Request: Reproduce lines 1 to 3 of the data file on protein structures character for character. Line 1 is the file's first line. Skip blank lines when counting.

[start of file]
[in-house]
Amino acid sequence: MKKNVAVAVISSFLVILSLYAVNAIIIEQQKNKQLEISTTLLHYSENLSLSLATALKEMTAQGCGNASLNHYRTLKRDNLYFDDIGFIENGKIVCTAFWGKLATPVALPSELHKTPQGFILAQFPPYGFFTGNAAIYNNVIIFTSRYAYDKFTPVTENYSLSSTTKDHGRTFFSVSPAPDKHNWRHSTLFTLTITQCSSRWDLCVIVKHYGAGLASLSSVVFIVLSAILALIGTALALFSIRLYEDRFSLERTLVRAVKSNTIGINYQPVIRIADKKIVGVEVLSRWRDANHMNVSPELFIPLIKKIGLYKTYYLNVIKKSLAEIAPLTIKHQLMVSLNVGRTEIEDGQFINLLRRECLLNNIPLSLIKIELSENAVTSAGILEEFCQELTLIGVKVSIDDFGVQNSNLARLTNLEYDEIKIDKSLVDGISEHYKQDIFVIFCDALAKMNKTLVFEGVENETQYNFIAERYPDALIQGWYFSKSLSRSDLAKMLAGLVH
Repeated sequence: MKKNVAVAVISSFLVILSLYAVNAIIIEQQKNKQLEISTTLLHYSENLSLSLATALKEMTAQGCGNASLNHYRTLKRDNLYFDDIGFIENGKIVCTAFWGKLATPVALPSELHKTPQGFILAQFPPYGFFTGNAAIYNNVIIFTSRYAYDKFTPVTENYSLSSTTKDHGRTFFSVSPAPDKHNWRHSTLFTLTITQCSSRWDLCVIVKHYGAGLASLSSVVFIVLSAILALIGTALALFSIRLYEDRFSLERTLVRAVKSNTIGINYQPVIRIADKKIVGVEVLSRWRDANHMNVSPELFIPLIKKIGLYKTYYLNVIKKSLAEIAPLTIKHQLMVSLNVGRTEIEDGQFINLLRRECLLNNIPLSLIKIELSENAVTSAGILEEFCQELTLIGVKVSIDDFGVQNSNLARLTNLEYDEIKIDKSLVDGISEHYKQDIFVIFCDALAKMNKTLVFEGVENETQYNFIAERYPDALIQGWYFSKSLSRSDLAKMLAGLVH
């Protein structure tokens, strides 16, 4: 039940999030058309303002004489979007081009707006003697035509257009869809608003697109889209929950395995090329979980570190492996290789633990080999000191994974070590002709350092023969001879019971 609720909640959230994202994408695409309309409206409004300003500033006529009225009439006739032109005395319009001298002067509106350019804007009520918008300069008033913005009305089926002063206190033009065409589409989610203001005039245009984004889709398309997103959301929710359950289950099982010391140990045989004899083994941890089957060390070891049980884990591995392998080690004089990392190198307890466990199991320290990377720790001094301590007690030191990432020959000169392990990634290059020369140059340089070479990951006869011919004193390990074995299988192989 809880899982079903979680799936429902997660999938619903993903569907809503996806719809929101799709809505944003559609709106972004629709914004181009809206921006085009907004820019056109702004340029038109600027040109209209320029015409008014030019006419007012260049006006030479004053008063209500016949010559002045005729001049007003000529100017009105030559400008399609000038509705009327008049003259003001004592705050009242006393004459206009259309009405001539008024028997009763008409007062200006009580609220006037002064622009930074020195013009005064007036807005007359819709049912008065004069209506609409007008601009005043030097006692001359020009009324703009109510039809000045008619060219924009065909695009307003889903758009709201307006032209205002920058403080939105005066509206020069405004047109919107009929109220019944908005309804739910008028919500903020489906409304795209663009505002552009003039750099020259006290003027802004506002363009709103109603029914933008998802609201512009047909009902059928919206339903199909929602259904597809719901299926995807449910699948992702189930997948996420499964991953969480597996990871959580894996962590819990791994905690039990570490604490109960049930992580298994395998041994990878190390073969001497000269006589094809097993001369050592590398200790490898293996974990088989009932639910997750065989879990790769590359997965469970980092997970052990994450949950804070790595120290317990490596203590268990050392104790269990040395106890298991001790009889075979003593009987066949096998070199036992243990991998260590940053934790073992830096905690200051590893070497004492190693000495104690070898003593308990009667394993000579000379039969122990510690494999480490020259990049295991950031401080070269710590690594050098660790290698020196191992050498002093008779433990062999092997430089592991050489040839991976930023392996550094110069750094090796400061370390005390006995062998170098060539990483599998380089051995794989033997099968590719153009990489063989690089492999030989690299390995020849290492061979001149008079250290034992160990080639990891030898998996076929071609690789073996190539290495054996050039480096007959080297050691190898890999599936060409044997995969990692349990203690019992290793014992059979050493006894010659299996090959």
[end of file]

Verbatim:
[in-house]
Amino acid sequence: MKKNVAVAVISSFLVILSLYAVNAIIIEQQKNKQLEISTTLLHYSENLSLSLATALKEMTAQGCGNASLNHYRTLKRDNLYFDDIGFIENGKIVCTAFWGKLATPVALPSELHKTPQGFILAQFPPYGFFTGNAAIYNNVIIFTSRYAYDKFTPVTENYSLSSTTKDHGRTFFSVSPAPDKHNWRHSTLFTLTITQCSSRWDLCVIVKHYGAGLASLSSVVFIVLSAILALIGTALALFSIRLYEDRFSLERTLVRAVKSNTIGINYQPVIRIADKKIVGVEVLSRWRDANHMNVSPELFIPLIKKIGLYKTYYLNVIKKSLAEIAPLTIKHQLMVSLNVGRTEIEDGQFINLLRRECLLNNIPLSLIKIELSENAVTSAGILEEFCQELTLIGVKVSIDDFGVQNSNLARLTNLEYDEIKIDKSLVDGISEHYKQDIFVIFCDALAKMNKTLVFEGVENETQYNFIAERYPDALIQGWYFSKSLSRSDLAKMLAGLVH
Repeated sequence: MKKNVAVAVISSFLVILSLYAVNAIIIEQQKNKQLEISTTLLHYSENLSLSLATALKEMTAQGCGNASLNHYRTLKRDNLYFDDIGFIENGKIVCTAFWGKLATPVALPSELHKTPQGFILAQFPPYGFFTGNAAIYNNVIIFTSRYAYDKFTPVTENYSLSSTTKDHGRTFFSVSPAPDKHNWRHSTLFTLTITQCSSRWDLCVIVKHYGAGLASLSSVVFIVLSAILALIGTALALFSIRLYEDRFSLERTLVRAVKSNTIGINYQPVIRIADKKIVGVEVLSRWRDANHMNVSPELFIPLIKKIGLYKTYYLNVIKKSLAEIAPLTIKHQLMVSLNVGRTEIEDGQFINLLRRECLLNNIPLSLIKIELSENAVTSAGILEEFCQELTLIGVKVSIDDFGVQNSNLARLTNLEYDEIKIDKSLVDGISEHYKQDIFVIFCDALAKMNKTLVFEGVENETQYNFIAERYPDALIQGWYFSKSLSRSDLAKMLAGLVH